One of the tour's most intense sessions was a press conference with Les Moonves, CBS chairman and Viacom co-president and co-COO, that focused on the disarray at CBS News. Moonves surprised the TCA audience by saying the three news producers asked to resign hadn't yet done so. “There are discussions going on with them,” he said, declining to elaborate on pending legal matters.

Moonves also talked extensively about plans for the news division in the wake of the controversy over George Bush's military record. He said he wants to “turn lemons into lemonade.” Though he has talked about shaking things up at CBS News before, his remarks at TCA were his strongest on record, telling the crowd the future will look more like a revolution than a face-lift.

“We're not going to keep doing what we're doing,” Moonves said. “We've got a great opportunity here. We can try something different. Perhaps we'll be on the cutting edge.”

He fielded inquiries about the nature of the changes but provided few details. Reporters asked him about several possible anchor candidates, including Julie Chen (The Early Show host and his wife), Today show anchor Katie Couric and The Daily Show's Jon Stewart. “I'm not talking about anybody I'm talking to,” Moonves said. One scenario could entail using more than one anchor for the CBS Evening News. But the changes will not necessarily go into effect the moment Rather signs off.

Given the recently released report, how has CBS News staff responded to the investigation results? “Morale has been pretty low for the past couple of months,” Moonves admited. “Now is the beginning of the rebuilding, and I think people are feeling good about it. That report is behind them.”

Ferguson Faces Critics

On the lighter side of CBS, comedian Craig Ferguson faced critics for the first time since he took over The Late Late Show on Jan. 3. The Scottish immigrant is a rookie in the genre. He is a standup comic best- known for playing Nigel Wick, the ruthless boss on The Drew Carey Show. In his first week, The Late Late Show pulled in an average of 2 million viewers each night—its biggest audience in a year. Early reviews of the show were mixed. Some critics even have trouble with his name.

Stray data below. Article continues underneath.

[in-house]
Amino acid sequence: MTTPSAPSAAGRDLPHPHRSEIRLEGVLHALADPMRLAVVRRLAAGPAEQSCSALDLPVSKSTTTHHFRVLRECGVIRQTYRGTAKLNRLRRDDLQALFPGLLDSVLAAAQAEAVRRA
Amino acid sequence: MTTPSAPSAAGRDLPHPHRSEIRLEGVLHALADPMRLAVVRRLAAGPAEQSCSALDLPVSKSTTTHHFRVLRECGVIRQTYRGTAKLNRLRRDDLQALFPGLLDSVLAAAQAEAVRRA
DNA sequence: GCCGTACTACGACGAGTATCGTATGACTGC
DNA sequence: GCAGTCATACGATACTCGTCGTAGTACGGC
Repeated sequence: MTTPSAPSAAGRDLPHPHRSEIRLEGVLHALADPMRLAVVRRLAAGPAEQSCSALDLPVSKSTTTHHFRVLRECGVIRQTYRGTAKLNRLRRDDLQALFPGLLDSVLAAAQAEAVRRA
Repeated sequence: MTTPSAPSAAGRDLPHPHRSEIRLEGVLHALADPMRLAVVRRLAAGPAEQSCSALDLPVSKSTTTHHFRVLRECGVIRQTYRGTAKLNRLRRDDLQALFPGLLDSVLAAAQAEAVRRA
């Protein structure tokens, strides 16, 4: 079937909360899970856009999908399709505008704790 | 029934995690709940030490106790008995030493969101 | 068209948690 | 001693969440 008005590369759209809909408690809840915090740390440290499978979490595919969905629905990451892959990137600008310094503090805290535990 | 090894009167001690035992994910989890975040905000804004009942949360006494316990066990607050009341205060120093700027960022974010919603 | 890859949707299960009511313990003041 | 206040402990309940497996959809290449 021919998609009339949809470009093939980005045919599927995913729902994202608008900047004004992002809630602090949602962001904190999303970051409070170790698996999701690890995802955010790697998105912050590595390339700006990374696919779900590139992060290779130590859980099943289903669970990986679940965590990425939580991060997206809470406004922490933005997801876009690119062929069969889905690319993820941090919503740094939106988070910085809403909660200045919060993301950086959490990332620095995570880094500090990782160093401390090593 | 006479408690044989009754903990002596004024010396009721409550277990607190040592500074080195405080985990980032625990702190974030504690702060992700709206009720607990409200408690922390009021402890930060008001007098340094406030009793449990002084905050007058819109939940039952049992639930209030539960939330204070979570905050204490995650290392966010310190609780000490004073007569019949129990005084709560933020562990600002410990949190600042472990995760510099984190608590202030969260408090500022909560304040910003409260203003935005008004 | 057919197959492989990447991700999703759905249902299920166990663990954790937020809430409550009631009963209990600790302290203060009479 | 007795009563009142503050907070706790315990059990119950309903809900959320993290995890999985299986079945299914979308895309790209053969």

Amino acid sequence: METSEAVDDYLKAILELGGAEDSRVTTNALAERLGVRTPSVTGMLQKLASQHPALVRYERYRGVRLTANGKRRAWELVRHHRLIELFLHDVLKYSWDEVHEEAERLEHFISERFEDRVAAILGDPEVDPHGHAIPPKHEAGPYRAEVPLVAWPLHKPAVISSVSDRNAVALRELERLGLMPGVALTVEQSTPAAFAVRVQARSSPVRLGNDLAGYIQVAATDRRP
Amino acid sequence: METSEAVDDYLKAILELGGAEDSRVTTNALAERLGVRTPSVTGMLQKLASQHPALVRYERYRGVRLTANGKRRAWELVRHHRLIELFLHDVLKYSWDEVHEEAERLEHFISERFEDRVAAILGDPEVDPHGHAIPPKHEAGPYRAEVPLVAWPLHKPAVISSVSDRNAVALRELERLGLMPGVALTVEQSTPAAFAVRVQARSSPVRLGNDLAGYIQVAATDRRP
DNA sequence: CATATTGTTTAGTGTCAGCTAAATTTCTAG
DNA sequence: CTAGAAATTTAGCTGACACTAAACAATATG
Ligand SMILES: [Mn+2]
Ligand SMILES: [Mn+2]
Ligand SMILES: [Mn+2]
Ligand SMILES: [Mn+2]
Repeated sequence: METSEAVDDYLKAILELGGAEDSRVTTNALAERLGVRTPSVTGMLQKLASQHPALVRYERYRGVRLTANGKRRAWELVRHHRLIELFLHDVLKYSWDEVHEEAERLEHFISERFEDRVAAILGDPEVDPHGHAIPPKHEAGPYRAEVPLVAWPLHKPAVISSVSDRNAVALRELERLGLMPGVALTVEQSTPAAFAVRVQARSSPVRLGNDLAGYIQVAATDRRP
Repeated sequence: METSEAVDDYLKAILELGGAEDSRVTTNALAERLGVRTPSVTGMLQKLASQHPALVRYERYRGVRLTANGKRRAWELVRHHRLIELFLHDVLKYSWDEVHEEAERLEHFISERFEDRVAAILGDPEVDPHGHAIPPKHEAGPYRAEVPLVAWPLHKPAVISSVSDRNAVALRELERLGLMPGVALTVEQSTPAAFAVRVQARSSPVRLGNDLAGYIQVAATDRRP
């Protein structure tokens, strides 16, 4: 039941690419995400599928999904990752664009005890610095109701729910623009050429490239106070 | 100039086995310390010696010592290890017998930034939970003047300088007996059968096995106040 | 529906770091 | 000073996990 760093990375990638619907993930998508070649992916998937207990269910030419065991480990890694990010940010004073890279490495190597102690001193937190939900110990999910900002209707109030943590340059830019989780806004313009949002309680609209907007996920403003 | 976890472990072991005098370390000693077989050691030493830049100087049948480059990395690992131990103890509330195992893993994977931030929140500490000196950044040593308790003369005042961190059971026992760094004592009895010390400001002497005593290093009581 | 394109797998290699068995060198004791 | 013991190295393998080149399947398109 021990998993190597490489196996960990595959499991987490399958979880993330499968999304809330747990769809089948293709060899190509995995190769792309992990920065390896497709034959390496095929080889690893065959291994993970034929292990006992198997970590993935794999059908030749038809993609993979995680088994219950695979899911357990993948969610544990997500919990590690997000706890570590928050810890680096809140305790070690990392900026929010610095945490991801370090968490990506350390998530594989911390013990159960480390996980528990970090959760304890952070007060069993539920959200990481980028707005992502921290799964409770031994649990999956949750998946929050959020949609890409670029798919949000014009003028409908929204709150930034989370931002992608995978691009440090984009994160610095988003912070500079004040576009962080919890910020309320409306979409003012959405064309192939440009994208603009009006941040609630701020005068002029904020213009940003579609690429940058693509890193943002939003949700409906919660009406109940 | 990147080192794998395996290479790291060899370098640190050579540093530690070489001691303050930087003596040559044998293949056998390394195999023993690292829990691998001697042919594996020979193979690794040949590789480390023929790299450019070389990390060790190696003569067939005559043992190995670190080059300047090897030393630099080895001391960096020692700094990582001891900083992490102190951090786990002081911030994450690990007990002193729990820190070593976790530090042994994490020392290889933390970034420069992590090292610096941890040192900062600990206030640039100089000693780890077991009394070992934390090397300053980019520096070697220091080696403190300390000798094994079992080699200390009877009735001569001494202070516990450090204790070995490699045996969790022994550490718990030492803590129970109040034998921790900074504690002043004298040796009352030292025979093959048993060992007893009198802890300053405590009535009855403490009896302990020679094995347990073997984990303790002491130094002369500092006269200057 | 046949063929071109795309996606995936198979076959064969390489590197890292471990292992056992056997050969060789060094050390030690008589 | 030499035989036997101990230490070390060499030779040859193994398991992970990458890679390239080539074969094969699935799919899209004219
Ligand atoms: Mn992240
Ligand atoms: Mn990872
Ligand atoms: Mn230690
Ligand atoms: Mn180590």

During a press conference, one TCA member addressed him as Colin. Ferguson jumped in with a correction, pointing out that there is a serial killer named Colin Ferguson. “Everybody says to me, 'Colin.' It kind of creeps me out,” he said.

The talk-show novice is learning the ropes as he goes. Most newcomers spend several months in intensive rehearsals before going live. Ferguson got exactly 2½ days.

Although the show is still a work in progress, Ferguson says things are getting easier. Cue cards were one source of trouble. They distracted him in his first days on air. But he's learning to cope and claims he is at his best in casual one-on-one chats with his guests rather than more structured formal interviews. “They come on, and you talk to them,” he said. “It's a great job.”